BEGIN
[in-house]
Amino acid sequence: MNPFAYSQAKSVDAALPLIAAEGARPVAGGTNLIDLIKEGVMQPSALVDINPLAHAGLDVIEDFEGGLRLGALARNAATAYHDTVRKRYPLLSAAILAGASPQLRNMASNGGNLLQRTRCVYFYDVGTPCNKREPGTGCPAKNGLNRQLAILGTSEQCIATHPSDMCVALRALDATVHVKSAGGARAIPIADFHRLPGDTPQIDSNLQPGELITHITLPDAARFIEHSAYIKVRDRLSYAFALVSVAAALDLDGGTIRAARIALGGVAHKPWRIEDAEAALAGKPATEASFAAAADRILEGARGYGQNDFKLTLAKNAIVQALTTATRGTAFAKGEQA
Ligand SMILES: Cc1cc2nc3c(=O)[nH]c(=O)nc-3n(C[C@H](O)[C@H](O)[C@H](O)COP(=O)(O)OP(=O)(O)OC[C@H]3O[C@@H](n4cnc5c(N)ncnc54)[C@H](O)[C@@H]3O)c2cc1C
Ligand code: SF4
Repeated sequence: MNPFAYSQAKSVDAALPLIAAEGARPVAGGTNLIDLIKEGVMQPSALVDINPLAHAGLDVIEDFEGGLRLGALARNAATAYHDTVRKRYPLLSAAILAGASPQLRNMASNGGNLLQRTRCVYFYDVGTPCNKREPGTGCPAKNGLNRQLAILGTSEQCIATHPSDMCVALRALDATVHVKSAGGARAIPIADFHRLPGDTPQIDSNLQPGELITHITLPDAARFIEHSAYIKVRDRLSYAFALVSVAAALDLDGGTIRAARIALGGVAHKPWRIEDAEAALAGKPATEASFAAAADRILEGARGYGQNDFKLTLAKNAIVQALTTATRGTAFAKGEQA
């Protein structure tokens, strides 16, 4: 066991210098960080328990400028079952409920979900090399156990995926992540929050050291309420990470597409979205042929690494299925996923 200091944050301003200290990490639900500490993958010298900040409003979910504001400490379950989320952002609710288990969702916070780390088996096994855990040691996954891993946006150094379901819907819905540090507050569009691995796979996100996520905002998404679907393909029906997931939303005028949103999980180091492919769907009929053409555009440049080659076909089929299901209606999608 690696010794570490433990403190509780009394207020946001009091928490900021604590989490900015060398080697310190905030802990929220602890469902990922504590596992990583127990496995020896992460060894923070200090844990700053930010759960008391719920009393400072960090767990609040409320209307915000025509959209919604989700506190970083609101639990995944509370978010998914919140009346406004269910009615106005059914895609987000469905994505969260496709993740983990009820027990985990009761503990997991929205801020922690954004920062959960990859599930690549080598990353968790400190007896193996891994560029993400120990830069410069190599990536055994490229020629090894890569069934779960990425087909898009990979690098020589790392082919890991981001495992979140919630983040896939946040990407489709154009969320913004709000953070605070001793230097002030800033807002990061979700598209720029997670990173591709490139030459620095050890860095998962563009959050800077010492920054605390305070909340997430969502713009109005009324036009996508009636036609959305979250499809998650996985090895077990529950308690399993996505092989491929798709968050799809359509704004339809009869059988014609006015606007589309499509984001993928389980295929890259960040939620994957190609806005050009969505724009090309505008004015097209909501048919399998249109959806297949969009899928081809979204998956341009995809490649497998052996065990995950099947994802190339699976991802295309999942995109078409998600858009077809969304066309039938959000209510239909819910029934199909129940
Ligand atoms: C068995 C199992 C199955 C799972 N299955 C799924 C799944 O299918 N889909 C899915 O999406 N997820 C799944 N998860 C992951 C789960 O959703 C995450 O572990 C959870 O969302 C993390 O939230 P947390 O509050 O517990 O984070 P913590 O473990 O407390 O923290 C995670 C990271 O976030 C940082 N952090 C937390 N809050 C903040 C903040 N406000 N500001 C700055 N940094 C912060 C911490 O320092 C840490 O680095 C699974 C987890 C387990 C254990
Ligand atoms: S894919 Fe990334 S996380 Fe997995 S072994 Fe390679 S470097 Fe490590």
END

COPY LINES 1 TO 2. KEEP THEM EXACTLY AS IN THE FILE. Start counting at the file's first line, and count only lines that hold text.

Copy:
[in-house]
Amino acid sequence: MNPFAYSQAKSVDAALPLIAAEGARPVAGGTNLIDLIKEGVMQPSALVDINPLAHAGLDVIEDFEGGLRLGALARNAATAYHDTVRKRYPLLSAAILAGASPQLRNMASNGGNLLQRTRCVYFYDVGTPCNKREPGTGCPAKNGLNRQLAILGTSEQCIATHPSDMCVALRALDATVHVKSAGGARAIPIADFHRLPGDTPQIDSNLQPGELITHITLPDAARFIEHSAYIKVRDRLSYAFALVSVAAALDLDGGTIRAARIALGGVAHKPWRIEDAEAALAGKPATEASFAAAADRILEGARGYGQNDFKLTLAKNAIVQALTTATRGTAFAKGEQA